By Barry Janoff
August 10, 2015: Dick's Sporting Goods wants to have both an immediate and long-term impact in sports and beyond, not just as a national retailer— with more than 600 locations in 46 states and growing — and as a rookie partner with the U.S. Olympic Committee, but also in the way it connects with students and athletes.
Last year, under the auspices of Dick's Sporting Goods Foundation, the company founded Sports Matter, a multi-year project that has committed $25 million to support youth athletics, with a focus on programs and teams that were being or about to be eliminated due to budget cuts.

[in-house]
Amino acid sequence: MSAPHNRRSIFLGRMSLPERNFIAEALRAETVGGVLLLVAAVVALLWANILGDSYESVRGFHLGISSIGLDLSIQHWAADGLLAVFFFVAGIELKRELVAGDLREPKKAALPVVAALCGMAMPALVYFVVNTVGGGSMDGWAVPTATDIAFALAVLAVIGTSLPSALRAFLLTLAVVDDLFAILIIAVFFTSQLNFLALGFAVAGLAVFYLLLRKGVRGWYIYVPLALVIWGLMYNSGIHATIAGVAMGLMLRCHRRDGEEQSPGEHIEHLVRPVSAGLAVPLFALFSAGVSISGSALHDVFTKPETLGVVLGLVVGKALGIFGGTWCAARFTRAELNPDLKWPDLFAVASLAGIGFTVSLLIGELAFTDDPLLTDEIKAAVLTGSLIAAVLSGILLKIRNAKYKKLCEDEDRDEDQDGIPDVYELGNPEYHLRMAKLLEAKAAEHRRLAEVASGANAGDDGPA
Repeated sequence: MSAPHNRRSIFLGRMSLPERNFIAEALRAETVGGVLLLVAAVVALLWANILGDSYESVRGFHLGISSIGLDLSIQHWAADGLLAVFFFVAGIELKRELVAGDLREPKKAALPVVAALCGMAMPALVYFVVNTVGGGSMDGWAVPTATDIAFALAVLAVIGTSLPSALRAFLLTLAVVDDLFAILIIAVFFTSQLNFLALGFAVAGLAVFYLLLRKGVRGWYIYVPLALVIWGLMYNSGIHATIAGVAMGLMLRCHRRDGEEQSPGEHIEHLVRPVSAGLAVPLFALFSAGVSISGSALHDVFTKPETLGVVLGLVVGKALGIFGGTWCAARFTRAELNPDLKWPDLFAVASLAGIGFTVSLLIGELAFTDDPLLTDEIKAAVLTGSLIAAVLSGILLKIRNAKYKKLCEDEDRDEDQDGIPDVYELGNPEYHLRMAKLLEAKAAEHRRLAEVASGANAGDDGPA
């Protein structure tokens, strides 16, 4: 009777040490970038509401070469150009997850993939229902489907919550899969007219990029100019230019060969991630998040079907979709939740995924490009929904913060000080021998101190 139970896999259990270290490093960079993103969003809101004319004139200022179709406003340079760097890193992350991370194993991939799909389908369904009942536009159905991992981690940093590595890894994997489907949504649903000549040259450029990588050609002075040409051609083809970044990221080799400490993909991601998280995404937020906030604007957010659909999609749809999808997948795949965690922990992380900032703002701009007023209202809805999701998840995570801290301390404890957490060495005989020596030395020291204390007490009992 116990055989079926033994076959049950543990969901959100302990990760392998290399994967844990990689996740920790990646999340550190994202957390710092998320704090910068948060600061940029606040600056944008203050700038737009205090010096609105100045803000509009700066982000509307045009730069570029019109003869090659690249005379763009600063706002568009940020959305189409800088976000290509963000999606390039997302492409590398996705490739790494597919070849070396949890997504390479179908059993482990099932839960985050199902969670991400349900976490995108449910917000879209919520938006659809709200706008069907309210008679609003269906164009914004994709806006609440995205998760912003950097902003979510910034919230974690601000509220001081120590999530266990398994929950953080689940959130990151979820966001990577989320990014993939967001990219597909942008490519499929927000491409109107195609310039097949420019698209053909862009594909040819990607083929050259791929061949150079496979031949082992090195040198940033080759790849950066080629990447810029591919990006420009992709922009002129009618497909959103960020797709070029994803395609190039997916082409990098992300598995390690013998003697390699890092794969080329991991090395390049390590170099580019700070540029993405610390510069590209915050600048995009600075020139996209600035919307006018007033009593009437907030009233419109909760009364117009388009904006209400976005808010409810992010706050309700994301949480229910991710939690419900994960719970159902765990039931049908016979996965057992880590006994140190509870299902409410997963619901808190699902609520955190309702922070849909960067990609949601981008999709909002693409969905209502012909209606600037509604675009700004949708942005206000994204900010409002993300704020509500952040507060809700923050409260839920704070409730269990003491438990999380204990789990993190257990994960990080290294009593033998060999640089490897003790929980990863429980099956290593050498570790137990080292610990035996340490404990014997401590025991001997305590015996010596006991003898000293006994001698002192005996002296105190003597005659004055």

The problem is nationwide, and growing. According to Dick's, between 2009-2011, some $3.5 billion was cut from school sports budgets, and by 2020 an estimated 27% of public high schools in the U.S. will not have any sports. "Saving youth sports is a core mission of our company," said Lauren Hobart, svp/CMO for Dick's Sporting Goods and president of The Dick's Sporting Goods Foundation.
The platform expanded this year, including aligning with DonorsChoose.org, a crowd-funding destination, to reach more people and assist more programs.
To help drive awareness, Dick's is working with a roster of sports and media celebrities, some of whom gathered for a recent media event and panel discussion in NASDAQ MarketSite in New York's Time Square to launch the second year of Sports Matter.